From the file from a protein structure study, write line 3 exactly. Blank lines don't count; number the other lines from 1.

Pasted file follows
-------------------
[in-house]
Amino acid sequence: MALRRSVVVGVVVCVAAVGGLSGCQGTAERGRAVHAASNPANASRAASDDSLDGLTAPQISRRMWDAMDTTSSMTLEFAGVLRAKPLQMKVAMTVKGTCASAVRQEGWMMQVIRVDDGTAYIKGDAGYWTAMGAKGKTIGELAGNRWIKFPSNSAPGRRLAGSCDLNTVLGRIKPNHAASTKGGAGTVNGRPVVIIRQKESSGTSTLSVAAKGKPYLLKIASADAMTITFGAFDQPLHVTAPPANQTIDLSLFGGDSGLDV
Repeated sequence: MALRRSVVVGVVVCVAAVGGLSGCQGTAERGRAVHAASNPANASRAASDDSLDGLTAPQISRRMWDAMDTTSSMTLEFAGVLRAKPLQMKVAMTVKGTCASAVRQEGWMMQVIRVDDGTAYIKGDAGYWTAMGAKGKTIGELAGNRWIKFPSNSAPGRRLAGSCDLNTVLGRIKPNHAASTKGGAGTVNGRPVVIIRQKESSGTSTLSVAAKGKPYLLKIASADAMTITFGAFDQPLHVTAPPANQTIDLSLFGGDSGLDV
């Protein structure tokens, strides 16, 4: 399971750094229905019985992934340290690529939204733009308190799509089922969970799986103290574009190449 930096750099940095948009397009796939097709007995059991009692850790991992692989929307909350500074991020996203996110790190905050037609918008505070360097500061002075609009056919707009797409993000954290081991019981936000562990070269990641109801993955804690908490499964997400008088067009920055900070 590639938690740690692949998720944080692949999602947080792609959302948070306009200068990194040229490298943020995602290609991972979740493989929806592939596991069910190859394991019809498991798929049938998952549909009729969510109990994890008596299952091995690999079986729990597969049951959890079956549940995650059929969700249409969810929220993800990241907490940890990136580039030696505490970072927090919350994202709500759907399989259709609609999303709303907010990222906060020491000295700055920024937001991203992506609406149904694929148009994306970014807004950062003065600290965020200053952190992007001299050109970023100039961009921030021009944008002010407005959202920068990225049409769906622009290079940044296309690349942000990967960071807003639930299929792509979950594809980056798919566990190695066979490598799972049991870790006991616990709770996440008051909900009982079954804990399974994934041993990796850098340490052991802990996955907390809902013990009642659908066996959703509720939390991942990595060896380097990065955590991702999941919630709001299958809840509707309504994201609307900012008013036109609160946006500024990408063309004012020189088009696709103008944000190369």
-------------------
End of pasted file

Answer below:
Repeated sequence: MALRRSVVVGVVVCVAAVGGLSGCQGTAERGRAVHAASNPANASRAASDDSLDGLTAPQISRRMWDAMDTTSSMTLEFAGVLRAKPLQMKVAMTVKGTCASAVRQEGWMMQVIRVDDGTAYIKGDAGYWTAMGAKGKTIGELAGNRWIKFPSNSAPGRRLAGSCDLNTVLGRIKPNHAASTKGGAGTVNGRPVVIIRQKESSGTSTLSVAAKGKPYLLKIASADAMTITFGAFDQPLHVTAPPANQTIDLSLFGGDSGLDV